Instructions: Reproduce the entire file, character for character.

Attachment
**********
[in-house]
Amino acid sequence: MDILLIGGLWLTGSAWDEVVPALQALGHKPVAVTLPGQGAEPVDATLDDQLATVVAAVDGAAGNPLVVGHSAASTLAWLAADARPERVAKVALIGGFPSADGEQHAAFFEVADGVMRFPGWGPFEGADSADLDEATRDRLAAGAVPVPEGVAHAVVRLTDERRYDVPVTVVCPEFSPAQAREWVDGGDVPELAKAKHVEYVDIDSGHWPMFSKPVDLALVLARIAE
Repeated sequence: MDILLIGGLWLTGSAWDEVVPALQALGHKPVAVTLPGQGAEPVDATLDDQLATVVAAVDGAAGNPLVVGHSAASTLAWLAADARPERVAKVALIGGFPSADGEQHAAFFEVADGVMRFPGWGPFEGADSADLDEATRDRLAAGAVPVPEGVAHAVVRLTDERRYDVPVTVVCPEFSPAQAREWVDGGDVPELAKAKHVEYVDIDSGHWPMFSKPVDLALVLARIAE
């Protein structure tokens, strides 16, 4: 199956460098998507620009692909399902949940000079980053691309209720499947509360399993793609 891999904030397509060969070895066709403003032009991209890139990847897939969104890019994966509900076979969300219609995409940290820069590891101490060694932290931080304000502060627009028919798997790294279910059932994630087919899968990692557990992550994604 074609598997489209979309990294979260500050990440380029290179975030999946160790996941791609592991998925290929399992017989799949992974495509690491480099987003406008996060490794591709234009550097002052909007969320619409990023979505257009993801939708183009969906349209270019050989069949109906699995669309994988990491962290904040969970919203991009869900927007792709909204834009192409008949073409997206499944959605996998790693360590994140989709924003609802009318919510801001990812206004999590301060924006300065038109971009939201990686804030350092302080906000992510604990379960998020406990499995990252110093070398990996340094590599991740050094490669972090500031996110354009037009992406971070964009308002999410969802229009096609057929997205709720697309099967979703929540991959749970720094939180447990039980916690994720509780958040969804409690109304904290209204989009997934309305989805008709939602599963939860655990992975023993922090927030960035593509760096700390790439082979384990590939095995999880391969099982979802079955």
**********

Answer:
[in-house]
Amino acid sequence: MDILLIGGLWLTGSAWDEVVPALQALGHKPVAVTLPGQGAEPVDATLDDQLATVVAAVDGAAGNPLVVGHSAASTLAWLAADARPERVAKVALIGGFPSADGEQHAAFFEVADGVMRFPGWGPFEGADSADLDEATRDRLAAGAVPVPEGVAHAVVRLTDERRYDVPVTVVCPEFSPAQAREWVDGGDVPELAKAKHVEYVDIDSGHWPMFSKPVDLALVLARIAE
Repeated sequence: MDILLIGGLWLTGSAWDEVVPALQALGHKPVAVTLPGQGAEPVDATLDDQLATVVAAVDGAAGNPLVVGHSAASTLAWLAADARPERVAKVALIGGFPSADGEQHAAFFEVADGVMRFPGWGPFEGADSADLDEATRDRLAAGAVPVPEGVAHAVVRLTDERRYDVPVTVVCPEFSPAQAREWVDGGDVPELAKAKHVEYVDIDSGHWPMFSKPVDLALVLARIAE
């Protein structure tokens, strides 16, 4: 199956460098998507620009692909399902949940000079980053691309209720499947509360399993793609 891999904030397509060969070895066709403003032009991209890139990847897939969104890019994966509900076979969300219609995409940290820069590891101490060694932290931080304000502060627009028919798997790294279910059932994630087919899968990692557990992550994604 074609598997489209979309990294979260500050990440380029290179975030999946160790996941791609592991998925290929399992017989799949992974495509690491480099987003406008996060490794591709234009550097002052909007969320619409990023979505257009993801939708183009969906349209270019050989069949109906699995669309994988990491962290904040969970919203991009869900927007792709909204834009192409008949073409997206499944959605996998790693360590994140989709924003609802009318919510801001990812206004999590301060924006300065038109971009939201990686804030350092302080906000992510604990379960998020406990499995990252110093070398990996340094590599991740050094490669972090500031996110354009037009992406971070964009308002999410969802229009096609057929997205709720697309099967979703929540991959749970720094939180447990039980916690994720509780958040969804409690109304904290209204989009997934309305989805008709939602599963939860655990992975023993922090927030960035593509760096700390790439082979384990590939095995999880391969099982979802079955």